Domo provided “3 KEY STATEMENTS” for each state official above questions grouped into categories. Near the end, the interviewer was to ask, “If you were to give a 30 second pitch” to counterparts in other states about the Test Iowa program, “what would you say?”

For example, here’s the first page of material provided to Reynolds. Suggested key statements highlight Domo’s Crisis Response Service as a comprehensive, long-term solution that “was able to evolve” with the situation. A summary paragraph notes that the governor and her team meet daily to “make real-time decisions” about the pandemic based on changes in the data.

The video includes footage of Reynolds hitting several of those themes. Starting at the 4:24 mark, the governor says the Test Iowa assessment allows officials to “see where some of the hot spots are” and allocate resources “in a very strategic way.” Later, she says the data “has allowed me to very confidently stand in front of Iowans and talk about why we’re making the decisions that we are, and what we’re basing them on.”

The video wraps up with comments that will ring a bell for any regular viewer of the governor’s COVID-19 news conferences: “It really helped us in making those critical decisions, and it gave me the confidence that I needed to be able to start to open up our economy and get individuals’ lives and our livelihoods back on track.”

Domo used portions of those quotes on its Iowa customer story web page and a corresponding pdf document.

The company set up a second interview with Reynolds via Zoom in early August. The evening before that meeting, a Domo employee sent the questions and talking points again. Right before the Zoom call, a company vice president sent Reynolds’ staffers “the latest metrics for reference,” saying, “These could be great to include in the Iowa video if the governor can rattle some of these off.” As far as I can tell, nothing from that August call made the final cut.


Trombino and the CEO of Nomi Health signed the original Test Iowa contract. Qualtrics and Domo rounded out the trio of Utah companies as subcontractors. By the time the film crew came to Iowa in July, a fourth company had been added to the mix: Chatfunnels, which designed the automated chat function on Test Iowa’s website.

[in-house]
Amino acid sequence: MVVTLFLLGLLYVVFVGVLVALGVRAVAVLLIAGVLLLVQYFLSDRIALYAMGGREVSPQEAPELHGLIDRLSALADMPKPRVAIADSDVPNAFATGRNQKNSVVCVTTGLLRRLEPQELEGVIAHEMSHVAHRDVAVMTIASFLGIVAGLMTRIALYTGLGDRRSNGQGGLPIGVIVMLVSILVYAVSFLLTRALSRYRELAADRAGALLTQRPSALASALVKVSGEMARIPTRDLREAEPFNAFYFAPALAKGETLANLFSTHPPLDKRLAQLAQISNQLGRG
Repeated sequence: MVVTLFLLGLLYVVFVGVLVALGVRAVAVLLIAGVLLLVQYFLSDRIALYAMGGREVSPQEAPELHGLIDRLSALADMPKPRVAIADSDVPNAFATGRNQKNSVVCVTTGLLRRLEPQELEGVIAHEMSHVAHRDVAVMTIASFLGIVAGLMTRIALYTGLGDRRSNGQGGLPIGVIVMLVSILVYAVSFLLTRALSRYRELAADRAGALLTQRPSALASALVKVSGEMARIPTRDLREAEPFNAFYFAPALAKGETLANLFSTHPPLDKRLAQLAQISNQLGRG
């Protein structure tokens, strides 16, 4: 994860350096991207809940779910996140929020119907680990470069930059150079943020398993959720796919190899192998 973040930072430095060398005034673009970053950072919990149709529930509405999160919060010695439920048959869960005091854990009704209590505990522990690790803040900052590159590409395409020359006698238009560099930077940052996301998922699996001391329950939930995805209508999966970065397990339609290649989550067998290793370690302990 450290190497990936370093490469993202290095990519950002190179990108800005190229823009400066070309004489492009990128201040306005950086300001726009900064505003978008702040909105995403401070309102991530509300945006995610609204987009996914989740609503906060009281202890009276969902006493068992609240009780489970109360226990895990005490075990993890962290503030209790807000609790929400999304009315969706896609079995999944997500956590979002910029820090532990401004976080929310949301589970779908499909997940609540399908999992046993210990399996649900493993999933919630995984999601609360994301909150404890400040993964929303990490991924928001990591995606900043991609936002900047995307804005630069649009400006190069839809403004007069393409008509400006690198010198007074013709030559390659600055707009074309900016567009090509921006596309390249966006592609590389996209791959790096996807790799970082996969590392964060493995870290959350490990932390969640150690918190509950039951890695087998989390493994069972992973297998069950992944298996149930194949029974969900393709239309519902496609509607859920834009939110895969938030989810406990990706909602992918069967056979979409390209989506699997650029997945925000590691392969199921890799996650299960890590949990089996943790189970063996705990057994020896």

Marketing this cluster as a package deal was a priority for Domo. The “key statements” provided to Trombino were “Metrics and results”; “Hurdles”; and “Domo, Chatfunnels, Qualtrics, Nomi.”

Similarly, the first key statement for Pedati was “Qualtrics, Nomi,” while the first for the DOT’s Marler was “Nomi, Domo, Qualtrics,” and the first for the hygienic lab’s Pentella was “Nomi.”

Although the Iowa Department of Public Health told me they had no written correspondence related to DOMO’s plans to film at the capitol building, Pedati’s remarks suggest she may have seen this document while preparing for her interview. The video shows the state medical director saying, “Working with our partners–Nomi Health, Domo, and Qualtrics–has allowed Iowa to expand our testing capacity, enhance the information we have available to us, and improve the way that public health serves Iowa.” She later praises the assessment component and Domo interface, which gives officials “real-time information that we can then share with the public.”

In one clip, Trombino walks through each company’s role in Test Iowa: “What’s been amazing is how each piece fits together and allows us to do something different.” He credits Nomi Health for the “first piece,” providing COVID-19 testing kits. The “second piece” was the online assessment, created by Qualtrics. Domo provided a third “key ingredient,” helping officials get “better information,” Trombino says. “You know, we tried a number of things, and nothing came close to what we’ve been able to accomplish with the data integration that Domo brings across the platforms […].”

Mid-way through the video, Trombino notes that the state eventually needed assistance answering questions from members of the public. “The key piece to that was Chatfunnels and the chat bot on the Test Iowa site. As soon as we got the Chatfunnels up, the numbers were phenomenal. […] We probably had close to 50 percent of them getting the answer that they were looking for from the Chatfunnel, and then they’d fall off.” (Domo had highlighted the percentage of inquiries resolved by the chat bot in some communication with state officials).